When humans go to battle, they're often joined by animals — military dogs, horses and even pigeons. These furred and feathered partners in the trenches save lives, sometimes while being injured or killed in the line of duty.

The British charity, the People's Dispensary for Sick Animals (PDSA) awards the Dickin Medal, considered to be the highest animal honor in the world. The organization says the medal is the animal equivalent of the Victoria Cross, the highest military decoration awarded for valor "in the face of the enemy."

So far, 29 dogs, 32 pigeons, four horses and one cat have been honored for "gallantry." The latest is Lucca, the first U.S. Marine dog to receive the honor. Here are some of their amazing stories.

Lucca

Lucca dog in grassLucca lost a leg as a result of an IED explosion in Afghanistan. (Photo: PDSA)

The most recent recipient of the Dickin Medal, Lucca completed 400 missions in her six years with the U.S. Marine Corps in Afghanistan. The search and rescue dog was at the front of patrols with her handler and is credited with protecting thousands of troops. On her last patrol in March 2012, an IED exploded, resulting in the loss of one of her legs. Lucca is now retired and lives with her handler, Gunnery Sgt. Christopher Willingham and his family in California. "Lucca is very intelligent, loyal and had an amazing drive for work as a search dog. She is the only reason I made it home to my family and I am fortunate to have served with her," Willingham says. "Today, I do my best to keep her spoiled in her well-deserved retirement.” Lucca received the medal in April 2016, the first U.S. Marine Corps dog to receive the award.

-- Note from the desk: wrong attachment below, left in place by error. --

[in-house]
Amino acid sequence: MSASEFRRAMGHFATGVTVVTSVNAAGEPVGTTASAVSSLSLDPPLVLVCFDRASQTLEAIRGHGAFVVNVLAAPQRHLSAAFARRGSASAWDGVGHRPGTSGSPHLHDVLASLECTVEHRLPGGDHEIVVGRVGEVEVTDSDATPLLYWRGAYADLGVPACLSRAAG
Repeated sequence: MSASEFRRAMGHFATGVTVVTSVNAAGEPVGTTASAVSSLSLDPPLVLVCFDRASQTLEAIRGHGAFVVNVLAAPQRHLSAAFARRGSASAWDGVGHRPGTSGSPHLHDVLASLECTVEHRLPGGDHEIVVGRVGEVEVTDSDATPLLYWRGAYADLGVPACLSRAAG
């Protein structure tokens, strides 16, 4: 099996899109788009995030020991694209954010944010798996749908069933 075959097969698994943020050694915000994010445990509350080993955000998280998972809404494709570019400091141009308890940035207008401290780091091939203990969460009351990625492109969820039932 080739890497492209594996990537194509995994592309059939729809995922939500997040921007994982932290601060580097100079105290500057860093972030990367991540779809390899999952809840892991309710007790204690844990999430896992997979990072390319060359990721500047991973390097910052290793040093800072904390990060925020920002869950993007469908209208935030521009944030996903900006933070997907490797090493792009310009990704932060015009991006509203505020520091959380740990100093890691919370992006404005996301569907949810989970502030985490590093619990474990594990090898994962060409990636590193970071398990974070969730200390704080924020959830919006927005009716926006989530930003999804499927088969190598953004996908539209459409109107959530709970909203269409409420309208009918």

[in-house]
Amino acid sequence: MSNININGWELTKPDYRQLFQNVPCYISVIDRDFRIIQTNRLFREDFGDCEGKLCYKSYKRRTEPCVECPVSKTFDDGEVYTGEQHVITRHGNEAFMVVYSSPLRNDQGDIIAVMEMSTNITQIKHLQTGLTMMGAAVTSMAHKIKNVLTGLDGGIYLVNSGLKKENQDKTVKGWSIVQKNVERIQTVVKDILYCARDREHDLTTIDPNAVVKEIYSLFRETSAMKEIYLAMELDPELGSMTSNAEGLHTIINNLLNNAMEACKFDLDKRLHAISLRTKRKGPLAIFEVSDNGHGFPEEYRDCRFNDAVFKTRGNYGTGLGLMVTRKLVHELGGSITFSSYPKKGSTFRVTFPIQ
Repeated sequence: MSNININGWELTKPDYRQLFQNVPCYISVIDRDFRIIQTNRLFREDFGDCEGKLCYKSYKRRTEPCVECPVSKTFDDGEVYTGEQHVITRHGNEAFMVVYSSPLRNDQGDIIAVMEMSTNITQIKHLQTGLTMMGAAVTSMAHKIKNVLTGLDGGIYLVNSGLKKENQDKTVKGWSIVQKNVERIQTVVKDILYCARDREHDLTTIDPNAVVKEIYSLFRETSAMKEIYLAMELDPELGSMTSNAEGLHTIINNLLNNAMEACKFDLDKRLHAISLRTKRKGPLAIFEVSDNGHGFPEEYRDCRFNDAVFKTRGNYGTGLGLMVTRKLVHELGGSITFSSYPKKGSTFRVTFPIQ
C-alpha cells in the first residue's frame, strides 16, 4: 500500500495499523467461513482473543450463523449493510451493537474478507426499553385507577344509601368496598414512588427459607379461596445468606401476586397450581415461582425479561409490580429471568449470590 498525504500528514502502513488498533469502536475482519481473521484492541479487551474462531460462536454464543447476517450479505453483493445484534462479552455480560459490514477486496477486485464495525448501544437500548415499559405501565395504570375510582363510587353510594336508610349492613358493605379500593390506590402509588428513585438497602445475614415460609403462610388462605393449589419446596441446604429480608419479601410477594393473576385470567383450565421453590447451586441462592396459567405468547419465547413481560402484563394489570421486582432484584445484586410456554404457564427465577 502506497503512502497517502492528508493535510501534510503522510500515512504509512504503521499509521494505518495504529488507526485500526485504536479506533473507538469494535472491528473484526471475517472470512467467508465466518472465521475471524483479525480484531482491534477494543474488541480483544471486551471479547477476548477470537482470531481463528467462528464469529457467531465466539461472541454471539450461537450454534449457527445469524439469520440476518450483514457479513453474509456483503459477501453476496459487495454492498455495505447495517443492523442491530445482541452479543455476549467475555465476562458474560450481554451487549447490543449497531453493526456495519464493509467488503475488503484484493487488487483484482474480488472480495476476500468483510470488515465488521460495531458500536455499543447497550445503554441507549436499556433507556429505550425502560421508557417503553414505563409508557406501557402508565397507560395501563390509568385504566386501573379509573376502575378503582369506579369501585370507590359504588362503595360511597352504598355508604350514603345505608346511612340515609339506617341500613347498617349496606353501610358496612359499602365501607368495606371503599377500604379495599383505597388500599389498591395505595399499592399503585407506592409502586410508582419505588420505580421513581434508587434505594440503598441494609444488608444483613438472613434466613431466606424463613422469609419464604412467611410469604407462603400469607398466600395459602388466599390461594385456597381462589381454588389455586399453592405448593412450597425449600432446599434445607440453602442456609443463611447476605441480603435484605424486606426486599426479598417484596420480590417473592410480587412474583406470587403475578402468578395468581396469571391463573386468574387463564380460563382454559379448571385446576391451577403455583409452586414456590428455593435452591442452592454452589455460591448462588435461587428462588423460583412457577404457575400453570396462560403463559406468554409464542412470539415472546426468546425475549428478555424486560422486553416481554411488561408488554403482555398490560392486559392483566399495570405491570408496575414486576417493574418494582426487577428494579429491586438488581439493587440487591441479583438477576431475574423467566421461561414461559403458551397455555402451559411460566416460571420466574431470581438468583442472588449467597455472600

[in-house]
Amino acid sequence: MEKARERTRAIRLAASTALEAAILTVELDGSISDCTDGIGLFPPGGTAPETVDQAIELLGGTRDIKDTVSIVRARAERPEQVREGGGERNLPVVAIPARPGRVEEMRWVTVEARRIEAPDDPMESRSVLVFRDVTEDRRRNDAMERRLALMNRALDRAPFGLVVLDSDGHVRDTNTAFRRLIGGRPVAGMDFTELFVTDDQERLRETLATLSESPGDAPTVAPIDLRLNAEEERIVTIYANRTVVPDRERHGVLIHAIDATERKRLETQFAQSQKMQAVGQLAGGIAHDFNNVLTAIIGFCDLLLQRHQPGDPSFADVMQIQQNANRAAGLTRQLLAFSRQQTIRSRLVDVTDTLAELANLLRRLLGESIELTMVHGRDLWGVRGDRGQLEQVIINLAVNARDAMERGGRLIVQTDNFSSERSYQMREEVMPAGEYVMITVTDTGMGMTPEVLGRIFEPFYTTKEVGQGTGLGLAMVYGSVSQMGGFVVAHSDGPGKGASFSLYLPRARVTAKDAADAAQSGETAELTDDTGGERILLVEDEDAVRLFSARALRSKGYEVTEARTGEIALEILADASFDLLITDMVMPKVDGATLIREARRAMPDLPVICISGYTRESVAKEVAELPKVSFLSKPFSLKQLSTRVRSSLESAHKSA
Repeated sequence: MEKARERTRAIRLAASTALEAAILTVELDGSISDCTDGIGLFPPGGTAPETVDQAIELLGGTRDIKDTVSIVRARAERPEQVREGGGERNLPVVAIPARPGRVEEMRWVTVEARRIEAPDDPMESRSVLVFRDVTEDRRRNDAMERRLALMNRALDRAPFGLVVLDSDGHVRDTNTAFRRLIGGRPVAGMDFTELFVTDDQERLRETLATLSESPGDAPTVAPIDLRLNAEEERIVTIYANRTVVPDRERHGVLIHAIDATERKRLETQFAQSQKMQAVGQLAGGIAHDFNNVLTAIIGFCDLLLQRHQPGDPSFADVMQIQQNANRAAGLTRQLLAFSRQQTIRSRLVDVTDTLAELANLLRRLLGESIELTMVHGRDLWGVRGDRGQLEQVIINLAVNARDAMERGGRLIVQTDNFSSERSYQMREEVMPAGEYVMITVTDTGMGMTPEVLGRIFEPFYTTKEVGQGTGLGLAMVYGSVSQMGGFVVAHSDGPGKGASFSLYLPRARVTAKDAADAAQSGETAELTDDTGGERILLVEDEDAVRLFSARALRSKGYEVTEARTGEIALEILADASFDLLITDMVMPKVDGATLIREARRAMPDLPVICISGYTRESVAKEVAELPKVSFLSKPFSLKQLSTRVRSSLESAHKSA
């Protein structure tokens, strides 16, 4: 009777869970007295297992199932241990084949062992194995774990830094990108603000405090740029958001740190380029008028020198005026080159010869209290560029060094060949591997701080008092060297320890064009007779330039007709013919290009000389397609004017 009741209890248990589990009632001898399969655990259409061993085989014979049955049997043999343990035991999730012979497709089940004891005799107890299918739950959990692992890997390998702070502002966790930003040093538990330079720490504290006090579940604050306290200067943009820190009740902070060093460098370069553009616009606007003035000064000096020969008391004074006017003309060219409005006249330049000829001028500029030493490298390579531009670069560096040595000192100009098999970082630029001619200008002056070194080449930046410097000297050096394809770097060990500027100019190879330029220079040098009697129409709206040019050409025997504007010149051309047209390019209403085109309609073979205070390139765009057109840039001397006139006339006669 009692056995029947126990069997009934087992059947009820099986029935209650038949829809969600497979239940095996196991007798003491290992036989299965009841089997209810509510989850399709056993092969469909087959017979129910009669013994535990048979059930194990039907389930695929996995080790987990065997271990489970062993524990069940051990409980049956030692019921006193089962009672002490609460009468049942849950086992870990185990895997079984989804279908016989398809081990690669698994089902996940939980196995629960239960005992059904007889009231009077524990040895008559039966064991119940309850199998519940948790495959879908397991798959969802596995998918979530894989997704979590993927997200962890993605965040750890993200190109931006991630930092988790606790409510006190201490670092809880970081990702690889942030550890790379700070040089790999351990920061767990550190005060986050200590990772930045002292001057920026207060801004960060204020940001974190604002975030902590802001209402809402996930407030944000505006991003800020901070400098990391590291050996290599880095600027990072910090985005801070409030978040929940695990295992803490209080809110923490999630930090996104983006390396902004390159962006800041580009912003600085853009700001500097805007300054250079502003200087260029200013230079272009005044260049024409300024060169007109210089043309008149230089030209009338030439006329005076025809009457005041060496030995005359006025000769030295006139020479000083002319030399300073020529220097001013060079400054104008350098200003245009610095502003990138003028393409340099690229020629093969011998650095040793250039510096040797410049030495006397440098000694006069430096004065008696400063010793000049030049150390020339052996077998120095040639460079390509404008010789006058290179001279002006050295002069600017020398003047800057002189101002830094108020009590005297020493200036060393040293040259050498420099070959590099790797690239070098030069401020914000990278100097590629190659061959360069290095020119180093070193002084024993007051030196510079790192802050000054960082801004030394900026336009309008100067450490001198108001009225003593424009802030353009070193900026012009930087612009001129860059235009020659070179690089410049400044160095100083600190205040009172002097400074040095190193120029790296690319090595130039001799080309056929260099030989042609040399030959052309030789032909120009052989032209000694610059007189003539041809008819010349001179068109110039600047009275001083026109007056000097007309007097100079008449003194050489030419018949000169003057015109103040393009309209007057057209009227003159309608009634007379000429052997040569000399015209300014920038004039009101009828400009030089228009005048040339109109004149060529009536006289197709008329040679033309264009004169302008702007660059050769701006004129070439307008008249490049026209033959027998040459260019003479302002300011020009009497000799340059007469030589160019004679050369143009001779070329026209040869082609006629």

Bob

first Dickin Medal recipient, BobThe first Dickin Medal recipient was Bob, a mixed-breed dog. (Photo: PDSA)

Bob, a mixed breed, was the first to receive the Dickin Medal in March 1944. He was traveling with his unit in North Africa when he suddenly froze and refused to move. The perceptive pooch saved lives because the enemy was close by. Because of Bob's actions, the men in his unit remained unharmed.

G.I. Joe

Dickin Medal winning pigeon GI JoeG.I. Joe was noted for his heroic work in the United States Army Pigeon Service during World War II. (Photo: PDSA)

A member of the U.S. Army Pigeon Service, G.I. Joe was credited with making the most outstanding flight in his division in World War II. Joe flew 20 miles in 20 minutes, carrying a message that arrived just in time to save the lives of at least 100 Allied soldiers.

Diesel

Diesel the French police dogDiesel was a 7-year-old Belgian Malinois and part of an elite French anti-terrorism unit. (Photo: Police Nationale)

Diesel, the now-famous police dog killed leading a police raid on a terrorist cell in Paris in November, was honored posthumously. The Belgian Malinois was part of the elite French Research, Assistance, Intervention and Deterrence unit. He was part of a siege on a suburban apartment targeting terrorists involved in the Nov. 13 Paris attacks. Diesel was sent into an apartment ahead of officers, where police say he was shot and killed by terrorists, likely saving the life of his handler. His death inspired the hashtag #JeSuisChien ("I am dog") on social media across the globe.